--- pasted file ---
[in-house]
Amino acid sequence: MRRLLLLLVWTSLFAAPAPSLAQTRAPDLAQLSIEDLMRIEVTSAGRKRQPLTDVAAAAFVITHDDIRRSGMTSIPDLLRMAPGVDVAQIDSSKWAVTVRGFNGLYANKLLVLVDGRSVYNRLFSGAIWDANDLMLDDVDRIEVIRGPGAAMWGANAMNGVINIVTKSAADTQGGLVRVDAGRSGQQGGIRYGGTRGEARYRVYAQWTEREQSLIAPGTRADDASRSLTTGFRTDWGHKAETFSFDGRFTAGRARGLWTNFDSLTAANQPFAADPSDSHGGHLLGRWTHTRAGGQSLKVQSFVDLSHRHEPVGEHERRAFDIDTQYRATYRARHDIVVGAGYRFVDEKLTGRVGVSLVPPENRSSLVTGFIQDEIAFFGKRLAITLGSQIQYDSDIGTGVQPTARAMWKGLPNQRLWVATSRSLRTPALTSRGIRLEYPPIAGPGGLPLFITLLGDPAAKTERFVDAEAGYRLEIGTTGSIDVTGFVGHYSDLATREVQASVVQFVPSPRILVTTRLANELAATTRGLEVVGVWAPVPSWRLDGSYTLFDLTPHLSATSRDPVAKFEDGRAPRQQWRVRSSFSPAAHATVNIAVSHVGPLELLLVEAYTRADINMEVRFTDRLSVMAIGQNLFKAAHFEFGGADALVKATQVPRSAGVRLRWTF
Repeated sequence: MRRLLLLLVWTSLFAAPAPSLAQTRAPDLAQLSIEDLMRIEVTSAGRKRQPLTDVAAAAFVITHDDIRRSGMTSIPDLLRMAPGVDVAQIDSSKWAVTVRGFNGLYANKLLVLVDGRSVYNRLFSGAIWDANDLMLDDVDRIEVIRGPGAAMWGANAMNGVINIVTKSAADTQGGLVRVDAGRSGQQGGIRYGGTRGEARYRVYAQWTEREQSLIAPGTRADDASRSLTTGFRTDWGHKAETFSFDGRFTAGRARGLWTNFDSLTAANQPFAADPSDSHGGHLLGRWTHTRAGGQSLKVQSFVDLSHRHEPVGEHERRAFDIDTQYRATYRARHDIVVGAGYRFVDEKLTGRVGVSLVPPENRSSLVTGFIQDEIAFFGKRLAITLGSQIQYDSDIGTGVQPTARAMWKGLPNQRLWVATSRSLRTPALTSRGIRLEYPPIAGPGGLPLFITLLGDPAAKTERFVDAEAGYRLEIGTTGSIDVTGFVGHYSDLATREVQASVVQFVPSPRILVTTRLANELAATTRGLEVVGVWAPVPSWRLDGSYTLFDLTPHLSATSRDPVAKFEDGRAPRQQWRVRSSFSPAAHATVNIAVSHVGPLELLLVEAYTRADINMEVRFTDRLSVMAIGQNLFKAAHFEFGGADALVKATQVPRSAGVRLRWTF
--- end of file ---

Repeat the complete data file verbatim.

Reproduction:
[in-house]
Amino acid sequence: MRRLLLLLVWTSLFAAPAPSLAQTRAPDLAQLSIEDLMRIEVTSAGRKRQPLTDVAAAAFVITHDDIRRSGMTSIPDLLRMAPGVDVAQIDSSKWAVTVRGFNGLYANKLLVLVDGRSVYNRLFSGAIWDANDLMLDDVDRIEVIRGPGAAMWGANAMNGVINIVTKSAADTQGGLVRVDAGRSGQQGGIRYGGTRGEARYRVYAQWTEREQSLIAPGTRADDASRSLTTGFRTDWGHKAETFSFDGRFTAGRARGLWTNFDSLTAANQPFAADPSDSHGGHLLGRWTHTRAGGQSLKVQSFVDLSHRHEPVGEHERRAFDIDTQYRATYRARHDIVVGAGYRFVDEKLTGRVGVSLVPPENRSSLVTGFIQDEIAFFGKRLAITLGSQIQYDSDIGTGVQPTARAMWKGLPNQRLWVATSRSLRTPALTSRGIRLEYPPIAGPGGLPLFITLLGDPAAKTERFVDAEAGYRLEIGTTGSIDVTGFVGHYSDLATREVQASVVQFVPSPRILVTTRLANELAATTRGLEVVGVWAPVPSWRLDGSYTLFDLTPHLSATSRDPVAKFEDGRAPRQQWRVRSSFSPAAHATVNIAVSHVGPLELLLVEAYTRADINMEVRFTDRLSVMAIGQNLFKAAHFEFGGADALVKATQVPRSAGVRLRWTF
Repeated sequence: MRRLLLLLVWTSLFAAPAPSLAQTRAPDLAQLSIEDLMRIEVTSAGRKRQPLTDVAAAAFVITHDDIRRSGMTSIPDLLRMAPGVDVAQIDSSKWAVTVRGFNGLYANKLLVLVDGRSVYNRLFSGAIWDANDLMLDDVDRIEVIRGPGAAMWGANAMNGVINIVTKSAADTQGGLVRVDAGRSGQQGGIRYGGTRGEARYRVYAQWTEREQSLIAPGTRADDASRSLTTGFRTDWGHKAETFSFDGRFTAGRARGLWTNFDSLTAANQPFAADPSDSHGGHLLGRWTHTRAGGQSLKVQSFVDLSHRHEPVGEHERRAFDIDTQYRATYRARHDIVVGAGYRFVDEKLTGRVGVSLVPPENRSSLVTGFIQDEIAFFGKRLAITLGSQIQYDSDIGTGVQPTARAMWKGLPNQRLWVATSRSLRTPALTSRGIRLEYPPIAGPGGLPLFITLLGDPAAKTERFVDAEAGYRLEIGTTGSIDVTGFVGHYSDLATREVQASVVQFVPSPRILVTTRLANELAATTRGLEVVGVWAPVPSWRLDGSYTLFDLTPHLSATSRDPVAKFEDGRAPRQQWRVRSSFSPAAHATVNIAVSHVGPLELLLVEAYTRADINMEVRFTDRLSVMAIGQNLFKAAHFEFGGADALVKATQVPRSAGVRLRWTF